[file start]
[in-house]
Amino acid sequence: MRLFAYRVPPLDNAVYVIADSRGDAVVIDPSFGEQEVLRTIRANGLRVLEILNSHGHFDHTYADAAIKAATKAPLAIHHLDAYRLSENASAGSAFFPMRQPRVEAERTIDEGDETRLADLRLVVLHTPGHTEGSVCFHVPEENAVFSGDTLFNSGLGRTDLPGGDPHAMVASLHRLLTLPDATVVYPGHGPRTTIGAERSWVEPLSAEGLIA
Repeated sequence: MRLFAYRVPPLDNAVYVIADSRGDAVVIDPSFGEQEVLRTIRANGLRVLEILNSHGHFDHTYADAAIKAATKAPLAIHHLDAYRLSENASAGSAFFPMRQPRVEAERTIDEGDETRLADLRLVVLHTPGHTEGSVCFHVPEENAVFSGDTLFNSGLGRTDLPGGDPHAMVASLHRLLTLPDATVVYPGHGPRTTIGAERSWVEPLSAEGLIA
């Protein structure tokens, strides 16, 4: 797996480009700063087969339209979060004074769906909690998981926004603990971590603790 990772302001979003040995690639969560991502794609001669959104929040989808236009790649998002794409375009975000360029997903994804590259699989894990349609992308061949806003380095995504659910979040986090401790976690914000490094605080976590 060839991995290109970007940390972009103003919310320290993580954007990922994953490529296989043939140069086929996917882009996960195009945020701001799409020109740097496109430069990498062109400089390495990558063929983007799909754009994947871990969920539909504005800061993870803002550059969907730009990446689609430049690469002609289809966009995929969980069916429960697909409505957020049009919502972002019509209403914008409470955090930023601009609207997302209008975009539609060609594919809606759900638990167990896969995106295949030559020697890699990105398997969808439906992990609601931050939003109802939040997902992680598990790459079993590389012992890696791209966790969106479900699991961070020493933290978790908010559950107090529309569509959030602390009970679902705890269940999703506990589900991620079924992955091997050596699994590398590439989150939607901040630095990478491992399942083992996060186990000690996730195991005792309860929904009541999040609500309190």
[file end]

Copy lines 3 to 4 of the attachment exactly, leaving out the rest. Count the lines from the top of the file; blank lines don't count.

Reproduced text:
Repeated sequence: MRLFAYRVPPLDNAVYVIADSRGDAVVIDPSFGEQEVLRTIRANGLRVLEILNSHGHFDHTYADAAIKAATKAPLAIHHLDAYRLSENASAGSAFFPMRQPRVEAERTIDEGDETRLADLRLVVLHTPGHTEGSVCFHVPEENAVFSGDTLFNSGLGRTDLPGGDPHAMVASLHRLLTLPDATVVYPGHGPRTTIGAERSWVEPLSAEGLIA
């Protein structure tokens, strides 16, 4: 797996480009700063087969339209979060004074769906909690998981926004603990971590603790 990772302001979003040995690639969560991502794609001669959104929040989808236009790649998002794409375009975000360029997903994804590259699989894990349609992308061949806003380095995504659910979040986090401790976690914000490094605080976590 060839991995290109970007940390972009103003919310320290993580954007990922994953490529296989043939140069086929996917882009996960195009945020701001799409020109740097496109430069990498062109400089390495990558063929983007799909754009994947871990969920539909504005800061993870803002550059969907730009990446689609430049690469002609289809966009995929969980069916429960697909409505957020049009919502972002019509209403914008409470955090930023601009609207997302209008975009539609060609594919809606759900638990167990896969995106295949030559020697890699990105398997969808439906992990609601931050939003109802939040997902992680598990790459079993590389012992890696791209966790969106479900699991961070020493933290978790908010559950107090529309569509959030602390009970679902705890269940999703506990589900991620079924992955091997050596699994590398590439989150939607901040630095990478491992399942083992996060186990000690996730195991005792309860929904009541999040609500309190």